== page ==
“Things Fall Apart” book review

things fall apartThis month’s book club book was “Things Fall Apart” by Chinua Achebe.  Unfortunately I couldn’t make it to the meeting, so all thoughts on this are mine alone.  Yikes!

This book was published in 1958 and was described as one of the first African novels written in English to achieve critical acclaim.  So my first question to all is why did it take so long for there to be a good African book?  After all, didn’t people evolve in Africa?  They’ve been there for a good long time.  People were writing books long before 1958 in other parts of the world.  Hmmm.

This book is a story about tribal life in Africa at about the time that European missionaries were starting to make their lives miserable.  It is centered around Okonkwo, a strong hardworking powerful man who descended from a weak lazy father.  Because his father was such a wimp, Okonkwo thought that he had to be extra tough and hard-working.  He became very successful, but his short temper got him in a lot of trouble and eventually ended his life.

This is a very interesting book because it describes a lot about the tribal life in Africa.  Similar to stories about American Indians, it was written long after the Europeans came in and changed everything.  It may or may not be an accurate representation of tribal life prior to European colonization.  Given that it’s one man’s interpretation of one tribe in Nigeria, it’s unlikely that it really represents tribal life as a whole, although it certainly describes some of the peculiarities of tribal Africa.

For instance, this tribe had a strong religion full of all the usual religious ideas to help deal with the world as they knew it.  Having twins was considered taboo and when born they were left to die in the “evil forest”.  A little on-line research shows that this taboo and others were peculiar to this tribe, but not to other tribes which held twins in high esteem.

This book had a lot of interesting religious information, especially when compared to the religion of the missionaries.  Many of the tribesman liked the new religion because it fit in better with their own thoughts and feelings.  For instance, not everyone thought it was a great idea to leave twins to die in the forest.  Others didn’t like the missionaries because they brought a lot of change that eventually caused trouble for the village.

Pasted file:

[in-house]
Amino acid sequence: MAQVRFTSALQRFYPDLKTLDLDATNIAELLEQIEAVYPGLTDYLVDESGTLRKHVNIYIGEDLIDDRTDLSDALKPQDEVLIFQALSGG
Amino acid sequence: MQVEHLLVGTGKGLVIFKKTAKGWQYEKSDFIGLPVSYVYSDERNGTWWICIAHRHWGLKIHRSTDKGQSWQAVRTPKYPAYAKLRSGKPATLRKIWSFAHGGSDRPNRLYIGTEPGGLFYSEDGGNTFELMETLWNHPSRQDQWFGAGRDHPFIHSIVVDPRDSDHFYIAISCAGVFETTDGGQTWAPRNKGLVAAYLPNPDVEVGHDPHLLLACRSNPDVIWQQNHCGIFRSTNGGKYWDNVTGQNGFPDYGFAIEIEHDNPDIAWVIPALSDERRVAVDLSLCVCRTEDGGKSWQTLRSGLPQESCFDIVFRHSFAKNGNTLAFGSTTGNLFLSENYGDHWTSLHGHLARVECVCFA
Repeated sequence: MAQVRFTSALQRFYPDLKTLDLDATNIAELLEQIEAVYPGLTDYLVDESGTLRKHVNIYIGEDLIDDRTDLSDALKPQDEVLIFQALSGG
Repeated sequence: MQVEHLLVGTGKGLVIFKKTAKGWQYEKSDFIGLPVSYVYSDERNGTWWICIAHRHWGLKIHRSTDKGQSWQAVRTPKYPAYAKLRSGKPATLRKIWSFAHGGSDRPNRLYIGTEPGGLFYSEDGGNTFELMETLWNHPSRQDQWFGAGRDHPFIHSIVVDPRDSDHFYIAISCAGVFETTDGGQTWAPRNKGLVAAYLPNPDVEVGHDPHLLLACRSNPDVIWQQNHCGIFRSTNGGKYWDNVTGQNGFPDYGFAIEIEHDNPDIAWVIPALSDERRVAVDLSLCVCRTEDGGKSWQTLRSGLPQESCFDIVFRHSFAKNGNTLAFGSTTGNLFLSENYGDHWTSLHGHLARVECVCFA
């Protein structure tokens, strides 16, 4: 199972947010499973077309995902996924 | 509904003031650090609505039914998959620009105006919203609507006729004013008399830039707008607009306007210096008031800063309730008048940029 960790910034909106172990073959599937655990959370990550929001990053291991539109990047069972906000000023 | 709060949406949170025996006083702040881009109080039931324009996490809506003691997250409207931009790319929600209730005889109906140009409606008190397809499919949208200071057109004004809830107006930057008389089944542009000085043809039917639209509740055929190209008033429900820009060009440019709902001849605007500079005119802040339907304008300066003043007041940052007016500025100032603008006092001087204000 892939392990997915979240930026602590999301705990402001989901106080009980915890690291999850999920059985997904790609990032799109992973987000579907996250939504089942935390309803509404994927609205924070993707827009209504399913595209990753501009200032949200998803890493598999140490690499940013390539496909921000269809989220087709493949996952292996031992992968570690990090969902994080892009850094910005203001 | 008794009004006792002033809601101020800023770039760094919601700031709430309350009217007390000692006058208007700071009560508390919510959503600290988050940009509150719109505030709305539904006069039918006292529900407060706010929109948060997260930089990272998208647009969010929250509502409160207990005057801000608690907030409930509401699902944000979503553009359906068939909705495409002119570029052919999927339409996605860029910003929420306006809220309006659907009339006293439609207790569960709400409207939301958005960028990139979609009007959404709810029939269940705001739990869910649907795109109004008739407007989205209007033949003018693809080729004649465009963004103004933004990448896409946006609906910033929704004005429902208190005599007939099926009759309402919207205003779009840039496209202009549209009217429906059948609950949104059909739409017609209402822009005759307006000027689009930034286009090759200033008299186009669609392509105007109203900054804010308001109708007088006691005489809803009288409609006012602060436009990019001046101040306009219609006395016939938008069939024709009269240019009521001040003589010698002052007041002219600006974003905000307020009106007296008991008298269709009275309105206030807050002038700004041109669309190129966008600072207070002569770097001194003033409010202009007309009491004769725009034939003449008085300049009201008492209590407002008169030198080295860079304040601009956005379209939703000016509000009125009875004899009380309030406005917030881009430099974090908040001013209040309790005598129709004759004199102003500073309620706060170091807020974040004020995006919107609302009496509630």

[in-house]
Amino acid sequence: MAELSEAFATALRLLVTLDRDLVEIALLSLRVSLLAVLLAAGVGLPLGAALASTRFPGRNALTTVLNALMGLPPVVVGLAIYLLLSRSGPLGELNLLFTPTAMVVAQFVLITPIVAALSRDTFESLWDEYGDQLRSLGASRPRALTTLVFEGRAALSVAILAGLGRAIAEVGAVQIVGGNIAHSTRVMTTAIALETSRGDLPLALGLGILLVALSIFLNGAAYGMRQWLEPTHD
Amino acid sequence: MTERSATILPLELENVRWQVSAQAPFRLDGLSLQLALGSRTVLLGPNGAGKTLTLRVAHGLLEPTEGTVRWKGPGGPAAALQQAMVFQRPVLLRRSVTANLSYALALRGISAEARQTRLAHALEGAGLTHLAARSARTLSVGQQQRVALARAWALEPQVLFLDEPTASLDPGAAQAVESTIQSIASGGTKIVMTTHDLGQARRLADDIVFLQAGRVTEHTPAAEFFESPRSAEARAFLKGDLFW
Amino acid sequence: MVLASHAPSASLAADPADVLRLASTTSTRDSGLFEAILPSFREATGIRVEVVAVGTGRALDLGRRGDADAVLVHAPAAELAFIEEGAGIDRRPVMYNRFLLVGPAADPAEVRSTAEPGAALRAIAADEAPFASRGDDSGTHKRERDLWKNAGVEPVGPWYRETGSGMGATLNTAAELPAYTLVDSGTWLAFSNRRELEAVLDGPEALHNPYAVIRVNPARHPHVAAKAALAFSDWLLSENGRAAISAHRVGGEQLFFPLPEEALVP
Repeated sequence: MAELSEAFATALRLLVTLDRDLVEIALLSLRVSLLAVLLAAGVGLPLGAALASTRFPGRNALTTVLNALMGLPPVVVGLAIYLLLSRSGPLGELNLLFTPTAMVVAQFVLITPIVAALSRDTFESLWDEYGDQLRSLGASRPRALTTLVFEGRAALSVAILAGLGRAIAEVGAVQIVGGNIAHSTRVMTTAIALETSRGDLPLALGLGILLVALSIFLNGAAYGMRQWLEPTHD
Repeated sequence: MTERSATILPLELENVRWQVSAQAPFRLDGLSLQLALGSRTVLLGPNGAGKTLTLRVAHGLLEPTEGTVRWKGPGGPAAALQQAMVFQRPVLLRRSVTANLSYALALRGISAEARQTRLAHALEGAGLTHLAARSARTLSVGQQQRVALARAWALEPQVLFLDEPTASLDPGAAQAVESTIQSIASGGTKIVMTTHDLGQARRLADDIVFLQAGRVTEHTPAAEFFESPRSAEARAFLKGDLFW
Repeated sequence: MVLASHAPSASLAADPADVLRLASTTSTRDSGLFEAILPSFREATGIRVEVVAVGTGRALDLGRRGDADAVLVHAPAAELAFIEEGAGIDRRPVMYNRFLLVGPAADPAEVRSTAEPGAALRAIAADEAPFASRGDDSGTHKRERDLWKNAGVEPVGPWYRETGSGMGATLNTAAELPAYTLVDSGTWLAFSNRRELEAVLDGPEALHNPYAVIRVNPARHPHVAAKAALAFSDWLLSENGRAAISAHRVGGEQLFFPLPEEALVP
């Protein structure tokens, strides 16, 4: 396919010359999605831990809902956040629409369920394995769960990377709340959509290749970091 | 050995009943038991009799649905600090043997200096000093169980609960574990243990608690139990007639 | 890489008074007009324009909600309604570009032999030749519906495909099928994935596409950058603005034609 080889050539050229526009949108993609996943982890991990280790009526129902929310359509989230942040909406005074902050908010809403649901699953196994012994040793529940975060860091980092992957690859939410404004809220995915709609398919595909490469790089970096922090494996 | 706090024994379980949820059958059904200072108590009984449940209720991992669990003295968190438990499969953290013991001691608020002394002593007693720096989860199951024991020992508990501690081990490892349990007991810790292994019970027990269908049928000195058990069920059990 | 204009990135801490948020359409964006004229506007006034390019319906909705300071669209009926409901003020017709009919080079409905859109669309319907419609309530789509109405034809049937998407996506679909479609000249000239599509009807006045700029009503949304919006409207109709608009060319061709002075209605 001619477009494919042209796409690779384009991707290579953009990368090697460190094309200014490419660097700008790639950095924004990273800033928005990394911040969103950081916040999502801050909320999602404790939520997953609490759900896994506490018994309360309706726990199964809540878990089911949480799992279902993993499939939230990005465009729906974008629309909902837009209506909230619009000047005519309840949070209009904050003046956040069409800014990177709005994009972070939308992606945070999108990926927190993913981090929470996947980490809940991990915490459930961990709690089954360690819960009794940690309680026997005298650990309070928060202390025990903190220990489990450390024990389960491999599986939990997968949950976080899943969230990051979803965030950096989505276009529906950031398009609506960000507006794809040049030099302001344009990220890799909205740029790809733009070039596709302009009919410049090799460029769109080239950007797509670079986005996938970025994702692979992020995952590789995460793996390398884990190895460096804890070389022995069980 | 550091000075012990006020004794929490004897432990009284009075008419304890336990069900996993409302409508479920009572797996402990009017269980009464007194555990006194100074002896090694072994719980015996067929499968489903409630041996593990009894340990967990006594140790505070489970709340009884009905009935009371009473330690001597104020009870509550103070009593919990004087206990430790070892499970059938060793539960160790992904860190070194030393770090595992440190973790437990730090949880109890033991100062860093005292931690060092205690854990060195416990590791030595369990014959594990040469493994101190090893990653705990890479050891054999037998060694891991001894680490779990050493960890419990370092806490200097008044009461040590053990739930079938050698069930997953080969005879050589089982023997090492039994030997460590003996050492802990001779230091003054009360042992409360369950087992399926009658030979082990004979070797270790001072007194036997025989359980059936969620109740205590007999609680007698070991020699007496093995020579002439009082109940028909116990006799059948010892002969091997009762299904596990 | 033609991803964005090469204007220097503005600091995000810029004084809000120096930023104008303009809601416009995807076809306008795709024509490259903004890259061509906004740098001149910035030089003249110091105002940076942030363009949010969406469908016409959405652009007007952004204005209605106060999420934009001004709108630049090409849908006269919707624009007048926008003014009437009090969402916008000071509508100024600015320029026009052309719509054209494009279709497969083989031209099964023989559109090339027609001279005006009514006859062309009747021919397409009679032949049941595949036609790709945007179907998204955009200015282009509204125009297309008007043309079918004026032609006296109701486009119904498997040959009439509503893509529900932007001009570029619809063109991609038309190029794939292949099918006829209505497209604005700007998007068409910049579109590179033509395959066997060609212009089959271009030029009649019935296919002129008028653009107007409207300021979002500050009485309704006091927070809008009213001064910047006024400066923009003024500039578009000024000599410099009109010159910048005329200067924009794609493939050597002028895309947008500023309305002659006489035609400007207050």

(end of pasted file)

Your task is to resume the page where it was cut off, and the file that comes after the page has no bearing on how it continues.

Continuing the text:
There were also a lot of interesting aspects of tribal life.  Their main food was yams and growing a large crop of them was very important to show how strong and capable a man was.  The better the farm, the more wives he could have.  Palm-wine was drunk almost daily.  They would tap the palms and make a wine out of the sap.  I’ve never heard of maple syrup wine but I suppose it would be similar.  Of course, maple syrup is so good on pancakes that I would hate to use up any for wine.  Their living quarters were simple and had to be re-thatched every year after the harvest.  They really lived close to the land.

The men pretty much ran everything, but they also worked hard to support the family.  A young man had to be successful and provide a nice dowry to the family of a girl for him to have her as a wife.

The title of the book describes the falling apart of Okonkwo as well as the falling apart of African tribal life when the European missionaries moved in.  This book was interesting in a lot of respects.  It’s a good story about Okonkwo, his life and his family.  It relates a lot about tribal life, including daily life, religious life and customs.  It also goes into that phase in history when the Europeans first started colonizing Africa.

Next month we’re going to read another book about Africa … “Little Bee” … which has something to do with life in Nigeria.  Stay tuned!

Advertisements
This entry was posted in Book reviews and tagged , . Bookmark the permalink.

Leave a Reply

Fill in your details below or click an icon to log in:

WordPress.com Logo

You are commenting using your WordPress.com account. Log Out / Change )

Twitter picture

You are commenting using your Twitter account. Log Out / Change )

Facebook photo

You are commenting using your Facebook account. Log Out / Change )

Google+ photo

You are commenting using your Google+ account. Log Out / Change )

Connecting to %s